Ceredwyn drove the car forward a bit to another roadside while I finished up. Done. “We’re lucky he didn’t shoot us,” she began.
“What was that about?”
She sighed. “He thought we were casing the place.”
“Ah. Because we were pulled over and not doing anything?”
“Exactly. He told me that break-ins had been happening in the area. Apparently sketchy characters have been seen. I reassured him that we weren’t criminals. I’m not sure if he bought it. He wasn’t happy, and told us to get off his property ASAP.”
And so we did, navigating between no-network shoals and the reefs of angry, huge ex-Marines. Had the man been armed? If my pretty, smiling, nice-sounding and sunhat-sporting wife hadn’t been there, how would the guy have treated me, given my dark clothing and plethora of hair? To what point had our quest for connectivity taken us?
Using the cached Google Maps on my phone, I navigated us further north, where I Tweeted about the experience… but couldn’t, because we once again entered a dead zone. Following the cache we plowed on, finally hitting the New York Thruway and a sudden return to 4G, because most of that interstate is lined with cell phone towers.
After a good eastward run on that highway we exited to cut northeast, saving miles and time by avoiding the built-up, crowed Schenectady-Albany area. Once again we lost signal, with AT&T and Verizon taking turns offering zero or single bars as we motored along narrow, local roads.
I posted about this to Facebook, and then couldn’t see the results most of the time.
Keep in mind that the location I’m speaking of is a mere three hours from New York City, the world’s finance capital and no slouch in the technology department. This is New York state, too, one of the most populous and wealthy American states. In addition the terrain involved is flat or hilly, rather than mountainous or otherwise signal-blocking.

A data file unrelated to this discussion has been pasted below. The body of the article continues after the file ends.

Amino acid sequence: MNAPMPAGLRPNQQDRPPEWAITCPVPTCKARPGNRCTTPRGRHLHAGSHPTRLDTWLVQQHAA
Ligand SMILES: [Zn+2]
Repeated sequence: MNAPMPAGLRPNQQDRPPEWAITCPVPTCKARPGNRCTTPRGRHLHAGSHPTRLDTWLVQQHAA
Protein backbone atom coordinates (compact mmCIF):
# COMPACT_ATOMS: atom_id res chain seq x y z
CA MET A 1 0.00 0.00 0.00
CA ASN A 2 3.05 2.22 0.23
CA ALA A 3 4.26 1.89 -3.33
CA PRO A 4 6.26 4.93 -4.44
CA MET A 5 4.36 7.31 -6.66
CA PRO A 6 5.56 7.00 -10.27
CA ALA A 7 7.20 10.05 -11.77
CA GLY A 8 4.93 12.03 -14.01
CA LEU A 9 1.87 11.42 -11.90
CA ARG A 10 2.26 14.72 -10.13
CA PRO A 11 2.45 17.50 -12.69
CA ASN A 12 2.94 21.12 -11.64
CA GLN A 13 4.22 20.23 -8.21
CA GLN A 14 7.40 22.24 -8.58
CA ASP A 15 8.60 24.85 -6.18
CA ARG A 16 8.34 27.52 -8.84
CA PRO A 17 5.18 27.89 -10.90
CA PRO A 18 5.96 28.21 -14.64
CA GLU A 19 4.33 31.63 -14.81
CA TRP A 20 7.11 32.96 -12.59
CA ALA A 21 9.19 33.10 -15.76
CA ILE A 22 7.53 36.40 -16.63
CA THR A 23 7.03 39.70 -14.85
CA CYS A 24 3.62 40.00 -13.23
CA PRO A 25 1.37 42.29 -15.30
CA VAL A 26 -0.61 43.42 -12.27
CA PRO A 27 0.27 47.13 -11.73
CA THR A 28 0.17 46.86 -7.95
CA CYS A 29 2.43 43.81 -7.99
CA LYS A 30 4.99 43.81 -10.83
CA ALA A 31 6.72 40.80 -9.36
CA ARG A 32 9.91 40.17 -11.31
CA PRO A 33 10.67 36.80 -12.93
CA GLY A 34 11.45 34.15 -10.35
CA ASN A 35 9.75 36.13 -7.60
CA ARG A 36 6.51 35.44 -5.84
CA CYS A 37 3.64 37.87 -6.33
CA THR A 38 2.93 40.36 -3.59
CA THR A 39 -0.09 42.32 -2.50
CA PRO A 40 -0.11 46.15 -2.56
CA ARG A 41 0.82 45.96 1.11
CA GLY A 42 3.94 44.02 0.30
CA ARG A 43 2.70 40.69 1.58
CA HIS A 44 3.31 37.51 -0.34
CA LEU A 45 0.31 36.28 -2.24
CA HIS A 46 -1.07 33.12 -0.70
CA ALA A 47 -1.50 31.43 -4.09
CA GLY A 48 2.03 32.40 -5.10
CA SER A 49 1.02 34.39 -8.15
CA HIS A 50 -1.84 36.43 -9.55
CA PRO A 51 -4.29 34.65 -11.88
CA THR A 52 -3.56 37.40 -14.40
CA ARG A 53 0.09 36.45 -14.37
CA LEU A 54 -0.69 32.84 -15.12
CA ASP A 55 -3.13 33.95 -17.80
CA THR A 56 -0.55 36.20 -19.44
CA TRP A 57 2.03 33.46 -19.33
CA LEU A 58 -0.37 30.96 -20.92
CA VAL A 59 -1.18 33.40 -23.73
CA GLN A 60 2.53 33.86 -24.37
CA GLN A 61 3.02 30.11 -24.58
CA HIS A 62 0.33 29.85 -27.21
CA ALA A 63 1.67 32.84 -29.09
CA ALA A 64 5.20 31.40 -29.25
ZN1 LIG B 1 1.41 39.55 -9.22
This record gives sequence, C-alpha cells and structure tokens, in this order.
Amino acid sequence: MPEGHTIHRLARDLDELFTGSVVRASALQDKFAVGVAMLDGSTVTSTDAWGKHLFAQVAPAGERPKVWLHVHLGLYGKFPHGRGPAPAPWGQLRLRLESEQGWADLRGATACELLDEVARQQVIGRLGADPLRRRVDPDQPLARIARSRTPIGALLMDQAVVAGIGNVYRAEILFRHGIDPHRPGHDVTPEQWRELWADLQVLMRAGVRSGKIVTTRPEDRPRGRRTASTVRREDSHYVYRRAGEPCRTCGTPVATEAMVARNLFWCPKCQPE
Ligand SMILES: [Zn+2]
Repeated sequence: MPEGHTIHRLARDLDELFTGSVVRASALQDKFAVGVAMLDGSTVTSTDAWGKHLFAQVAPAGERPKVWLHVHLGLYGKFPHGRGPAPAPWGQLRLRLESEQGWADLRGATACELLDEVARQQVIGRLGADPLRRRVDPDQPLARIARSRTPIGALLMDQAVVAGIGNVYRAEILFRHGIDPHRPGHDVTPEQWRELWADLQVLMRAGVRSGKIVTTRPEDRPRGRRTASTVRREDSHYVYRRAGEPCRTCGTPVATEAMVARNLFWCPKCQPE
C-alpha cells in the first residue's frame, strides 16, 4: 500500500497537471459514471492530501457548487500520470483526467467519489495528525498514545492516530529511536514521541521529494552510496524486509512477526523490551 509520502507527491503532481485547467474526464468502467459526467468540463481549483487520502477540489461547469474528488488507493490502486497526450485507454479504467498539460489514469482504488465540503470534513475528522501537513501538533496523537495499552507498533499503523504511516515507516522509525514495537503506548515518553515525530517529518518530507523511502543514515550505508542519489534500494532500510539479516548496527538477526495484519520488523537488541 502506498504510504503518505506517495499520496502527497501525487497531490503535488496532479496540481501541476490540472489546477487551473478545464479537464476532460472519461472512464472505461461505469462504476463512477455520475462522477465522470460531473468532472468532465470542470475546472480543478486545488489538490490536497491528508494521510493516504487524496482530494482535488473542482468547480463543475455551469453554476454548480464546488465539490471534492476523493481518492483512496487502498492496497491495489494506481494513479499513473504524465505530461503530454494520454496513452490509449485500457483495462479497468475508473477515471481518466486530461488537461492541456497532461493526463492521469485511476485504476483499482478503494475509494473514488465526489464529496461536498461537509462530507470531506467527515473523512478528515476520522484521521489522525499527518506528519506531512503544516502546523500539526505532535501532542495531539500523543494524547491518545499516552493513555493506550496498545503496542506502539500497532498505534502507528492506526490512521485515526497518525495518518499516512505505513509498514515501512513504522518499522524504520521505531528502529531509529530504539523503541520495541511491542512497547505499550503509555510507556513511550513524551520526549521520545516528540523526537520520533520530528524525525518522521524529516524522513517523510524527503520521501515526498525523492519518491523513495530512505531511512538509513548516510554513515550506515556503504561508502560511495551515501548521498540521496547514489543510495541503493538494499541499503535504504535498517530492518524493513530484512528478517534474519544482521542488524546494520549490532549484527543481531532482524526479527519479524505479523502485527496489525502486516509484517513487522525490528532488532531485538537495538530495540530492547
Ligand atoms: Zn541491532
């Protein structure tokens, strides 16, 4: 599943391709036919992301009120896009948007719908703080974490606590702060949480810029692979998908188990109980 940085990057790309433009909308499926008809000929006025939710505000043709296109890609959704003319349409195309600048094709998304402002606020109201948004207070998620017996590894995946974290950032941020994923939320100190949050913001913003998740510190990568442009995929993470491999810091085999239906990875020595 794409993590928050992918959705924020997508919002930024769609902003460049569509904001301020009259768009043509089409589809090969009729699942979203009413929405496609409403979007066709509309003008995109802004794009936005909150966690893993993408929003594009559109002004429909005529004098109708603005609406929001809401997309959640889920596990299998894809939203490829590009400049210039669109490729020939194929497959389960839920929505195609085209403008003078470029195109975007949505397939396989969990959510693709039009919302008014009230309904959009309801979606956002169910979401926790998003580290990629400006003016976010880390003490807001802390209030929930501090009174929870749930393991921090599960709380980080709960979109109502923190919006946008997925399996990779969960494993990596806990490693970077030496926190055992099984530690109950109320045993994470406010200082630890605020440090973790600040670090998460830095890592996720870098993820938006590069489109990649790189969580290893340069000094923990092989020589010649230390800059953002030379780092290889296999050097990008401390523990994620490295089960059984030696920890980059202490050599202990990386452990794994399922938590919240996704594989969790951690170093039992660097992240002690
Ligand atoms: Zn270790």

We reached I-87 and again reconnected… for a while. Because after driving straight north we had to cut due east to head towards home. My AT&T phone repeatedly fell offline; Ceredwyn’s Verizon was little better. After a while we hit Vermont and just gave up all connectivity hope until we reached home (where we still don’t have cell phone coverage, but at least have WiFi. Sort of. Most of the time.).
I’m writing this post in 2018, years after we began talking about ubiquitous computing and always-on connectivity. This is a time when people are worried about other people using smartphones too often. And yet at the same time these networks are shot through with holes, the modern era dropping back to the 20th century with disturbing frequency.
PS: I actually wrote this post over most of a day spent on an Amtrak train, riding south from the Burlington area towards Washington, D.C. Ironically or not, the train’s WiFi has been lousy. Maximum speed was about two Mpbs down; minimum has been dialup speed or zero. Half the time the connection couldn’t handle opening a WordPress editing window. Once again, America’s “always-on” network shows plenty of holes.